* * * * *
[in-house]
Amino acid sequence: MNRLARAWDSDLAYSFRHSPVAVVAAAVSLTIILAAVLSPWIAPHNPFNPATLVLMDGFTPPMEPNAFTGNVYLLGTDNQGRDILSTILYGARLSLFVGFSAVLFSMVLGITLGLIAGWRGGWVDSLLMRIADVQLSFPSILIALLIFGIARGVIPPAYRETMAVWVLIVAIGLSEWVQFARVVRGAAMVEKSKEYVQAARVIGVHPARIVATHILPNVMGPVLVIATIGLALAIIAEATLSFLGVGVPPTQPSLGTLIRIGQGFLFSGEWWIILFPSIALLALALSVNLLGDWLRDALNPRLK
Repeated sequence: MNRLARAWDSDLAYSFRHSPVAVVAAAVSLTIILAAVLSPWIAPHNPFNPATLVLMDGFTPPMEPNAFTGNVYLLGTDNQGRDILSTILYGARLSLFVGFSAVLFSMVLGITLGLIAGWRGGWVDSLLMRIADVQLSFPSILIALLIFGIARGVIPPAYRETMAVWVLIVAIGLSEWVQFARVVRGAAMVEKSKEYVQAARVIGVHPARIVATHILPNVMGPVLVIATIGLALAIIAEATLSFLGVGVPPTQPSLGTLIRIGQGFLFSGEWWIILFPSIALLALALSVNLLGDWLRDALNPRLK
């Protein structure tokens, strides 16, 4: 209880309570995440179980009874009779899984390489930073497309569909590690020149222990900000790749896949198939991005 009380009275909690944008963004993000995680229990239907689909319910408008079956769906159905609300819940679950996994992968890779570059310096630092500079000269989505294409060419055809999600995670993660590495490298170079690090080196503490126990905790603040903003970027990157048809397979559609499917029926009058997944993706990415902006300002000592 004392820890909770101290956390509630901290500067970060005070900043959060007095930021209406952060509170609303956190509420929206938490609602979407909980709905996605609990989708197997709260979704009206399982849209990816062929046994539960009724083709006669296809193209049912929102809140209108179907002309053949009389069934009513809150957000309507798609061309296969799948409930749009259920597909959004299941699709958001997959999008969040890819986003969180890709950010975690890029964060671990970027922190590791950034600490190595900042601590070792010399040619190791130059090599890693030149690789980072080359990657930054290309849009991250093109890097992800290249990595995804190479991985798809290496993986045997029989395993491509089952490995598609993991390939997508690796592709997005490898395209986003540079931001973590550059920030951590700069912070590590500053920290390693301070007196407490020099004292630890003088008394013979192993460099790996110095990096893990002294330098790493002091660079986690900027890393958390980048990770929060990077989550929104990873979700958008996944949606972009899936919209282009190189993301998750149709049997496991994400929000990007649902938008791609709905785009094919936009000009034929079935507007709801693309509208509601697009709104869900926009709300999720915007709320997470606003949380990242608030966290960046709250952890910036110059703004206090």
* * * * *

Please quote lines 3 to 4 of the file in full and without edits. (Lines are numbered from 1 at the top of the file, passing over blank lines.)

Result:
Repeated sequence: MNRLARAWDSDLAYSFRHSPVAVVAAAVSLTIILAAVLSPWIAPHNPFNPATLVLMDGFTPPMEPNAFTGNVYLLGTDNQGRDILSTILYGARLSLFVGFSAVLFSMVLGITLGLIAGWRGGWVDSLLMRIADVQLSFPSILIALLIFGIARGVIPPAYRETMAVWVLIVAIGLSEWVQFARVVRGAAMVEKSKEYVQAARVIGVHPARIVATHILPNVMGPVLVIATIGLALAIIAEATLSFLGVGVPPTQPSLGTLIRIGQGFLFSGEWWIILFPSIALLALALSVNLLGDWLRDALNPRLK
């Protein structure tokens, strides 16, 4: 209880309570995440179980009874009779899984390489930073497309569909590690020149222990900000790749896949198939991005 009380009275909690944008963004993000995680229990239907689909319910408008079956769906159905609300819940679950996994992968890779570059310096630092500079000269989505294409060419055809999600995670993660590495490298170079690090080196503490126990905790603040903003970027990157048809397979559609499917029926009058997944993706990415902006300002000592 004392820890909770101290956390509630901290500067970060005070900043959060007095930021209406952060509170609303956190509420929206938490609602979407909980709905996605609990989708197997709260979704009206399982849209990816062929046994539960009724083709006669296809193209049912929102809140209108179907002309053949009389069934009513809150957000309507798609061309296969799948409930749009259920597909959004299941699709958001997959999008969040890819986003969180890709950010975690890029964060671990970027922190590791950034600490190595900042601590070792010399040619190791130059090599890693030149690789980072080359990657930054290309849009991250093109890097992800290249990595995804190479991985798809290496993986045997029989395993491509089952490995598609993991390939997508690796592709997005490898395209986003540079931001973590550059920030951590700069912070590590500053920290390693301070007196407490020099004292630890003088008394013979192993460099790996110095990096893990002294330098790493002091660079986690900027890393958390980048990770929060990077989550929104990873979700958008996944949606972009899936919209282009190189993301998750149709049997496991994400929000990007649902938008791609709905785009094919936009000009034929079935507007709801693309509208509601697009709104869900926009709300999720915007709320997470606003949380990242608030966290960046709250952890910036110059703004206090």